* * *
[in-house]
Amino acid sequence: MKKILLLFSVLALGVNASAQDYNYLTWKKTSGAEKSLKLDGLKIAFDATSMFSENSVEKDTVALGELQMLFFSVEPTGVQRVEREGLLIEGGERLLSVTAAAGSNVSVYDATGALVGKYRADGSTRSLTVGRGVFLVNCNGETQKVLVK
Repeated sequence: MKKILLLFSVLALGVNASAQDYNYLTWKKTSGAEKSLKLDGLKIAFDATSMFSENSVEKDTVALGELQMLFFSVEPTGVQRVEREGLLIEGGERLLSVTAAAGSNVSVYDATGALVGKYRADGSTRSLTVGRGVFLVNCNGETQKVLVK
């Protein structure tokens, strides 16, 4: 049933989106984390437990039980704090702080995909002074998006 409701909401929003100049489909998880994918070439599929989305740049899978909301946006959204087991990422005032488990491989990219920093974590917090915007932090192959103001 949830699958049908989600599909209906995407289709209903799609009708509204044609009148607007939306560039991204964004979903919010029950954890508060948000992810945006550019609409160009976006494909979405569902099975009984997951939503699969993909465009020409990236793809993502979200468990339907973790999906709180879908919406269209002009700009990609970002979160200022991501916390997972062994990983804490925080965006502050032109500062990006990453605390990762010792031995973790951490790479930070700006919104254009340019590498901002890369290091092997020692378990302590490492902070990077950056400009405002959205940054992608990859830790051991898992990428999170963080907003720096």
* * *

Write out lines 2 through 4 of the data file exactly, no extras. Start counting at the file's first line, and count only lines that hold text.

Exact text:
Amino acid sequence: MKKILLLFSVLALGVNASAQDYNYLTWKKTSGAEKSLKLDGLKIAFDATSMFSENSVEKDTVALGELQMLFFSVEPTGVQRVEREGLLIEGGERLLSVTAAAGSNVSVYDATGALVGKYRADGSTRSLTVGRGVFLVNCNGETQKVLVK
Repeated sequence: MKKILLLFSVLALGVNASAQDYNYLTWKKTSGAEKSLKLDGLKIAFDATSMFSENSVEKDTVALGELQMLFFSVEPTGVQRVEREGLLIEGGERLLSVTAAAGSNVSVYDATGALVGKYRADGSTRSLTVGRGVFLVNCNGETQKVLVK
């Protein structure tokens, strides 16, 4: 049933989106984390437990039980704090702080995909002074998006 409701909401929003100049489909998880994918070439599929989305740049899978909301946006959204087991990422005032488990491989990219920093974590917090915007932090192959103001 949830699958049908989600599909209906995407289709209903799609009708509204044609009148607007939306560039991204964004979903919010029950954890508060948000992810945006550019609409160009976006494909979405569902099975009984997951939503699969993909465009020409990236793809993502979200468990339907973790999906709180879908919406269209002009700009990609970002979160200022991501916390997972062994990983804490925080965006502050032109500062990006990453605390990762010792031995973790951490790479930070700006919104254009340019590498901002890369290091092997020692378990302590490492902070990077950056400009405002959205940054992608990859830790051991898992990428999170963080907003720096």